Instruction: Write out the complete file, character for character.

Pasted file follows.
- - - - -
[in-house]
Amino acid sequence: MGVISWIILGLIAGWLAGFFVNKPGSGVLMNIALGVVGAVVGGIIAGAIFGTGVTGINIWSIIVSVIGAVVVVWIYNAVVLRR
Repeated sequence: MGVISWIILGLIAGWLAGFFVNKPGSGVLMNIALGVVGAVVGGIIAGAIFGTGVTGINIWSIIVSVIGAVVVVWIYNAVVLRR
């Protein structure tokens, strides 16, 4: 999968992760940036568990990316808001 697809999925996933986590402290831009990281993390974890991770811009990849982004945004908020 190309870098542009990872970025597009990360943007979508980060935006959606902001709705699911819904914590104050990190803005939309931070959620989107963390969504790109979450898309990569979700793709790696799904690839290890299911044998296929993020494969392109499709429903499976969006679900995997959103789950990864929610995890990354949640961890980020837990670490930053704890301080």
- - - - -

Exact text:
[in-house]
Amino acid sequence: MGVISWIILGLIAGWLAGFFVNKPGSGVLMNIALGVVGAVVGGIIAGAIFGTGVTGINIWSIIVSVIGAVVVVWIYNAVVLRR
Repeated sequence: MGVISWIILGLIAGWLAGFFVNKPGSGVLMNIALGVVGAVVGGIIAGAIFGTGVTGINIWSIIVSVIGAVVVVWIYNAVVLRR
């Protein structure tokens, strides 16, 4: 999968992760940036568990990316808001 697809999925996933986590402290831009990281993390974890991770811009990849982004945004908020 190309870098542009990872970025597009990360943007979508980060935006959606902001709705699911819904914590104050990190803005939309931070959620989107963390969504790109979450898309990569979700793709790696799904690839290890299911044998296929993020494969392109499709429903499976969006679900995997959103789950990864929610995890990354949640961890980020837990670490930053704890301080």